Last week, the European Union announced that it had reached an agreement in principle on a new framework for transatlantic data flows with the United States, letting companies like Meta and Google breathe a sigh of relief.
"It will enable predictable and trustworthy data flows, balancing security, the right to privacy and data protection. This is another step in strengthening our partnership," said Ursula von der Leyen, president of the European Commission, on 25 March.
The previous framework for transferring data between the US and the EU, which was in effect for four years, was thrown out by a European court in 2020.
Ever since, US-based tech giants and their products – particularly cloud services – have faced increasing scrutiny from European data protection authorities. Meta had even threatened to leave Europe.
The announcement of a new deal has been welcomed by Facebook and Google. "With concern growing about the global internet fragmenting, this agreement will help keep people connected and services running," said Meta's head of global affairs, Nick Clegg.
However, there are concerns that the new deal doesn't make enough changes when it comes to user privacy.
Safe Harbour, Privacy Shield: The Old Deals
In October 2015, the Court of Justice of the European Union (CJEU) invalidated the long standing US-EU Safe Harbour Framework, which Facebook used as a basis for transferring data of European citizens to the US.
The decision is referred to as Schrems I, in reference to activist and lawyer Maximilian Schrems, who initially filed the complaint.
This was in light of allegations that the US National Security Agency (NSA) collected user data from companies like Facebook and Google under the PRISM surveillance program.
Less than a year later, in July 2016, the EU and the US agreed to a new transfer framework for data called the Privacy Shield, which Schrems referred to as "ten layers of lipstick on a pig".
The agreement was thrown out in July 2020 by the CJEU, which confirmed that the Privacy Shield provided US authorities the right to collect personal data about EU residents without adequate safeguards and effective means of redressal.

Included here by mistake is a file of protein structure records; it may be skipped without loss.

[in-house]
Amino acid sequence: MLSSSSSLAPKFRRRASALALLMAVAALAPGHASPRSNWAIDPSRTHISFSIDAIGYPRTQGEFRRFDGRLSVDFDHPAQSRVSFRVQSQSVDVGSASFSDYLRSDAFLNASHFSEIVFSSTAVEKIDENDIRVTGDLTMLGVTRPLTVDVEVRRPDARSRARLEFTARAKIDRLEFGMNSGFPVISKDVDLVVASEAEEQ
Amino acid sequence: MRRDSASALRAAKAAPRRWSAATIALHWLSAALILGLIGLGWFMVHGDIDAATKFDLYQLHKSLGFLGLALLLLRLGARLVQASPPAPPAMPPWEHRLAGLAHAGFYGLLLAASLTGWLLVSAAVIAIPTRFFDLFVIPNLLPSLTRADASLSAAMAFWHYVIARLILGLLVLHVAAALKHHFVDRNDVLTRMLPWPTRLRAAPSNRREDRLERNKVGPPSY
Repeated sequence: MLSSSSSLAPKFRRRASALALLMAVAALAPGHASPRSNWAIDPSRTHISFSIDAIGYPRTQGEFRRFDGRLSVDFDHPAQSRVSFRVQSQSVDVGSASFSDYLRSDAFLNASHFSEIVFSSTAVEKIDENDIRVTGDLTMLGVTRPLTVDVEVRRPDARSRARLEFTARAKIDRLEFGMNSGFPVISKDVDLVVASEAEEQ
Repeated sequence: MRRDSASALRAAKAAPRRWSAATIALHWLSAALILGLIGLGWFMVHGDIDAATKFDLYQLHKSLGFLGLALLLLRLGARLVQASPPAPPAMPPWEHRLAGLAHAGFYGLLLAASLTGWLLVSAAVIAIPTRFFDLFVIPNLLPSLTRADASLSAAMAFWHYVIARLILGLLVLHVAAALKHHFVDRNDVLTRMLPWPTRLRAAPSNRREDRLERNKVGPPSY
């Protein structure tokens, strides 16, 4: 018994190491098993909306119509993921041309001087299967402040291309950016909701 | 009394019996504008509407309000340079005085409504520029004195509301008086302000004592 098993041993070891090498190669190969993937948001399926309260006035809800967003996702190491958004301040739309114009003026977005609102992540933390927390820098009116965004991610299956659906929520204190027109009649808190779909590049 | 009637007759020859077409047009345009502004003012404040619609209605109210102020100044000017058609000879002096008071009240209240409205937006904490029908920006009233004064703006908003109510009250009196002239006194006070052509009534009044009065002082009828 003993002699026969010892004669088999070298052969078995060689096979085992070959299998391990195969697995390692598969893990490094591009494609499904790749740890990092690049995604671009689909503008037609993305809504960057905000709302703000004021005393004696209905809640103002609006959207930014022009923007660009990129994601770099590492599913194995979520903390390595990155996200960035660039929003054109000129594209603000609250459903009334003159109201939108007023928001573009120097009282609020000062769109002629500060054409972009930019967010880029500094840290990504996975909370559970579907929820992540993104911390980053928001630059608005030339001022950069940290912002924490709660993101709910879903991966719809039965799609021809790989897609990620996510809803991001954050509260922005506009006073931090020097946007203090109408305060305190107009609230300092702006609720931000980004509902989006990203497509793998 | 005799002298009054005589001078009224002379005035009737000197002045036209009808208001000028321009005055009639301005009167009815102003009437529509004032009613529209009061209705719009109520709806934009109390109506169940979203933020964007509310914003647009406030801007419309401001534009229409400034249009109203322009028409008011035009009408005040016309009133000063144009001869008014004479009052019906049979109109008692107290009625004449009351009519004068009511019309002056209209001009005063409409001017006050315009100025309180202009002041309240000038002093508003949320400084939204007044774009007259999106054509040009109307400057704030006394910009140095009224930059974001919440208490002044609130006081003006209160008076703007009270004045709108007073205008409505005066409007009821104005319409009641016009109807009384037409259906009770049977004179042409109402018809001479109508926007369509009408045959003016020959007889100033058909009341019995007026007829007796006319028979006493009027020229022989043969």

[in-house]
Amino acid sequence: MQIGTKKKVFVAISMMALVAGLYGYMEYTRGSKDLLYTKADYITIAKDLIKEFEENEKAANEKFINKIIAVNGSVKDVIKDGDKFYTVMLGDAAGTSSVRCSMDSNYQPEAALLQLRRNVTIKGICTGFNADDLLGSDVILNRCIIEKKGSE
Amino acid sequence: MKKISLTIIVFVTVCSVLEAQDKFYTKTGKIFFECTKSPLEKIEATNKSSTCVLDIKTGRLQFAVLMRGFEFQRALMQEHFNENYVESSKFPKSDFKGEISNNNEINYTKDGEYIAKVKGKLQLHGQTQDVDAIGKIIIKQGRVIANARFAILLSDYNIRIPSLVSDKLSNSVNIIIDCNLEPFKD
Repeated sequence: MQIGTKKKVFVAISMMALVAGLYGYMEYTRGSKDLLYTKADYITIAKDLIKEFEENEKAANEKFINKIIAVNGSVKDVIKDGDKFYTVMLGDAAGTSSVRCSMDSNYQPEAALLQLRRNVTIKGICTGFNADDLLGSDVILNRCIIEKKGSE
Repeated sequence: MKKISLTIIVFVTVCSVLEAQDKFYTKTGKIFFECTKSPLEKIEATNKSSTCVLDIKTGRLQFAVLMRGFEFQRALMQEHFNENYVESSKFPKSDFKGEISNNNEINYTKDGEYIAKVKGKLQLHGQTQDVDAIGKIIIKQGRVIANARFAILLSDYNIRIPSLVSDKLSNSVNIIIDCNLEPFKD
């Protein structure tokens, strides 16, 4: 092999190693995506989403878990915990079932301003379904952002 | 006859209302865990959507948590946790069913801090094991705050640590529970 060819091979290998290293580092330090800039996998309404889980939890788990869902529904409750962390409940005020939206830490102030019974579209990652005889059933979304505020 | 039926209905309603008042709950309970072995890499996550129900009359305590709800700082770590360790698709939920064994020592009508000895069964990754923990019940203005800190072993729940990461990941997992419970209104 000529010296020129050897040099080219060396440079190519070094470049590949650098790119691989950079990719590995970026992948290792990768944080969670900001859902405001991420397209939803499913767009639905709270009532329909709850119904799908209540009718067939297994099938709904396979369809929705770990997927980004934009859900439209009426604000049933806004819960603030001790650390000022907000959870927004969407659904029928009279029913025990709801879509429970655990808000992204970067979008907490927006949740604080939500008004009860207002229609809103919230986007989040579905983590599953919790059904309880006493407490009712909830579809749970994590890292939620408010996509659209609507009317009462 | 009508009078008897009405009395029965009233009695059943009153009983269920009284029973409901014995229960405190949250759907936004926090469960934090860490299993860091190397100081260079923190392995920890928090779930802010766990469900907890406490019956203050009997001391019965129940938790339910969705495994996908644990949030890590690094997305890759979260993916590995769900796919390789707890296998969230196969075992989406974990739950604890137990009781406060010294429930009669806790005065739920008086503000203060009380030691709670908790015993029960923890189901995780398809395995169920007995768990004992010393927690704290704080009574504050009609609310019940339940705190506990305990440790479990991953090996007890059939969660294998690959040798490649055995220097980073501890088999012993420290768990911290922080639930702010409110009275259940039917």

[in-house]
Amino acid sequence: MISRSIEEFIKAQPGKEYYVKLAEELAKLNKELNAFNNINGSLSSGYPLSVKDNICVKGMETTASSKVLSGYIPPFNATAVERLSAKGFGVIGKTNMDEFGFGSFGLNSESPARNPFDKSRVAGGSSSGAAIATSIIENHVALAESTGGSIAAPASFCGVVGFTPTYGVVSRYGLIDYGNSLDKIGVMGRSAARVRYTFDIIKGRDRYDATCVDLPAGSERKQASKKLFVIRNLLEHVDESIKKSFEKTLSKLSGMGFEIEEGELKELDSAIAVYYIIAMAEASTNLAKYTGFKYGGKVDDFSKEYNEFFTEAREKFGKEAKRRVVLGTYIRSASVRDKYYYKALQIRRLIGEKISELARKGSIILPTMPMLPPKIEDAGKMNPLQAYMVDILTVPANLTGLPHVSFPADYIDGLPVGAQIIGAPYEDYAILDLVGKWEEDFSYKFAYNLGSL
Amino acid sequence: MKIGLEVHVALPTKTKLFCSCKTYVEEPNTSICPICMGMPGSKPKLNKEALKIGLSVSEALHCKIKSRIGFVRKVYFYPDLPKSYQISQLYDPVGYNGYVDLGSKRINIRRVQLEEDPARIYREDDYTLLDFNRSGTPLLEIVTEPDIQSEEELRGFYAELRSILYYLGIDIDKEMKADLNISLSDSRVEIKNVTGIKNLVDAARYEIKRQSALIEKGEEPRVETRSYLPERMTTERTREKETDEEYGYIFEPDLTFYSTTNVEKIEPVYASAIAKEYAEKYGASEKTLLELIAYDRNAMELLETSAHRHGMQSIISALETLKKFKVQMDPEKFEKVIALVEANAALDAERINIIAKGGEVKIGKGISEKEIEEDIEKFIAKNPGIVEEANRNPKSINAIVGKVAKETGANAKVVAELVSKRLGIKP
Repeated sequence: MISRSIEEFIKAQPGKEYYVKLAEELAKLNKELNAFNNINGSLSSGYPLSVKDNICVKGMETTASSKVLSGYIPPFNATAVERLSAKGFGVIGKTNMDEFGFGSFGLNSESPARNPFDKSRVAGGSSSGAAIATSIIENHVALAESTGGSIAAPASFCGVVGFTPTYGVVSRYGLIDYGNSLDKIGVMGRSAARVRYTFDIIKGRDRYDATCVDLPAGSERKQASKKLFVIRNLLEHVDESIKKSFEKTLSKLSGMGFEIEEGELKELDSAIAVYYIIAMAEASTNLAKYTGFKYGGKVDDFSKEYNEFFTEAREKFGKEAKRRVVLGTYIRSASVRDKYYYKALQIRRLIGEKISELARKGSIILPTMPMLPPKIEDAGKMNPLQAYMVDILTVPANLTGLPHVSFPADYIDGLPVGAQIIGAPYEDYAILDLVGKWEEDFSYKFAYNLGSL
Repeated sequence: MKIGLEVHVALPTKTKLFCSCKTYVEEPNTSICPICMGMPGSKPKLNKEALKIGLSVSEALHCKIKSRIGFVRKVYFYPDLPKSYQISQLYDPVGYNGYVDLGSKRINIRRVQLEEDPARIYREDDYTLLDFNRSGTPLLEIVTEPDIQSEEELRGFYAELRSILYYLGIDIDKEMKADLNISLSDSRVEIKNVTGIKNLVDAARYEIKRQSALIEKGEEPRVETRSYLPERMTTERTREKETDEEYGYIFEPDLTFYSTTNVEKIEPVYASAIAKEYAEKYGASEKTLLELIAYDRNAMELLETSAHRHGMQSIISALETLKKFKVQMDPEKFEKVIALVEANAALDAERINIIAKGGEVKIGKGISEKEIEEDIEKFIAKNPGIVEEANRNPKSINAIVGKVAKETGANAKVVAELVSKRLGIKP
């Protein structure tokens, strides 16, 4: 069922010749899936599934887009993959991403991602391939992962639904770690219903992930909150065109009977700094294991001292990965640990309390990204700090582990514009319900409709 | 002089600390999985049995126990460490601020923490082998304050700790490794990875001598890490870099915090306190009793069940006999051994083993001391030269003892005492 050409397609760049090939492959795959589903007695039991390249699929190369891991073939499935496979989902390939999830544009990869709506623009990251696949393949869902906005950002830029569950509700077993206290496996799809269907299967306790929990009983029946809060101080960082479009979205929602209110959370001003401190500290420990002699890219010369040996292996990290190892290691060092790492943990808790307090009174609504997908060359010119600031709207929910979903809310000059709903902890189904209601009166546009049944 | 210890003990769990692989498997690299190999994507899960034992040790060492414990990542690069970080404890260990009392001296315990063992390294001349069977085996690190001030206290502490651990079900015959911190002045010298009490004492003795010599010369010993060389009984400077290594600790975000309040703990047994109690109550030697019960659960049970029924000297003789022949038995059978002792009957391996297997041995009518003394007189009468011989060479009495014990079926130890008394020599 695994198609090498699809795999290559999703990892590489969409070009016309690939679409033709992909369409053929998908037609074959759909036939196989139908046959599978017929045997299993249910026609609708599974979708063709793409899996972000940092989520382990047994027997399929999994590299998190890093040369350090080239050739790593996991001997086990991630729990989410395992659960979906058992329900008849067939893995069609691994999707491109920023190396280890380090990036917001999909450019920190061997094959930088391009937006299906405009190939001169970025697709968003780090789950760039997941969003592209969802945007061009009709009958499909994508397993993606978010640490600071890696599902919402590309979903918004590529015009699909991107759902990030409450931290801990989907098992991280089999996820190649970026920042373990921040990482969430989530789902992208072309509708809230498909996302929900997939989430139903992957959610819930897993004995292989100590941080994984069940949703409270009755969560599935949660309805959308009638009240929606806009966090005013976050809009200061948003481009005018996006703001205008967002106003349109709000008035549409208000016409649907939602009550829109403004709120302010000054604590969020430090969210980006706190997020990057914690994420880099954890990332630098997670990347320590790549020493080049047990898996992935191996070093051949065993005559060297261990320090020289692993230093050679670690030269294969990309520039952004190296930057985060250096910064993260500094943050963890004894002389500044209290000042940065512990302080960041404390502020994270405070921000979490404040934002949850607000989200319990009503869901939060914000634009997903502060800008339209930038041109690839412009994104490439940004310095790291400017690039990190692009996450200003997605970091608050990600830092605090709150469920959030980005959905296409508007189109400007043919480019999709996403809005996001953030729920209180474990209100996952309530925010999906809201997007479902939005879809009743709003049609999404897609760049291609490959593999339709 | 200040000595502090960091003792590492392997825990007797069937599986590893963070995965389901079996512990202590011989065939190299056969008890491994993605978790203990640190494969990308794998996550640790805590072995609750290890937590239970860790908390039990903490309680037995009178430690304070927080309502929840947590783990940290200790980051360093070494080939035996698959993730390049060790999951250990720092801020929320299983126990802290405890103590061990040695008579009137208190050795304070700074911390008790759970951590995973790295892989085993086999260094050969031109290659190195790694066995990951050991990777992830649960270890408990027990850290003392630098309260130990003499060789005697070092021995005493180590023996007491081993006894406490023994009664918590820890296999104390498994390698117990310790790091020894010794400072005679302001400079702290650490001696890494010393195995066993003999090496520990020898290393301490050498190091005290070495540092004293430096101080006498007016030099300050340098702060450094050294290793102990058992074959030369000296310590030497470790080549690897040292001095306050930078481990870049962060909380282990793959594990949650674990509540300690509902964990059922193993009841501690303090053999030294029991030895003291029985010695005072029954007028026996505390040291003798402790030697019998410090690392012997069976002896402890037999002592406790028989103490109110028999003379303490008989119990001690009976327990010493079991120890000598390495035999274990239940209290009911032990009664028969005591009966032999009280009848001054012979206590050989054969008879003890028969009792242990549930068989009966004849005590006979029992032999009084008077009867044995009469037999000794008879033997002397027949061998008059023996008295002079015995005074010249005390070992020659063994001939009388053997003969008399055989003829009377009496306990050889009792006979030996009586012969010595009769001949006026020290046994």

The judgment, called Schrems II, continues to affect American companies, including Google, Microsoft, and Amazon, whose cloud services have become a crucial part of modern internet usage.
"If we are unable to transfer data between and among countries and regions in which we operate, or if we are restricted from sharing data among our products and services, it could affect our ability to provide our services," Meta had said in its annual report.
It had added that it would "likely be unable to offer a number of our most significant products and services, including Facebook and Instagram, in Europe."
Meta later said that it has no plans to pull its services from Europe.
US Releases New Framework Fact Sheet
While the details of the agreement will be chalked out over the coming months, the US has released a fact sheet with the general outline of the framework.
The US has committed to:
Implementing new safeguards to ensure that signals intelligence activities are necessary and proportionate in the pursuit of defined national security objectives.
Creating a new multi-layer mechanism for EU individuals to seek redress if they believe they are unlawfully targeted by signals intelligence activities. The mechanism will include an independent Data Protection Review Court whose decisions would be binding.
What these commitments translate to in the real world will only be clear once the final framework is published.
Maximilian Schrems, however, isn't optimistic. He believes that the US is not planning to change its surveillance laws and that there seems to be no update to the Privacy Shield principles for commercial data usage.
"The final text will need more time, once this arrives we will analyze it in depth, together with our US legal experts. If it is not in line with EU law, we or another group will likely challenge it. In the end, the Court of Justice will decide a third time," he said in a statement.
"It is regrettable that the EU and US have not used this situation to come to a 'no spy' agreement, with baseline guarantees among like-minded democracies. Customers and businesses face more years of legal uncertainty," he added.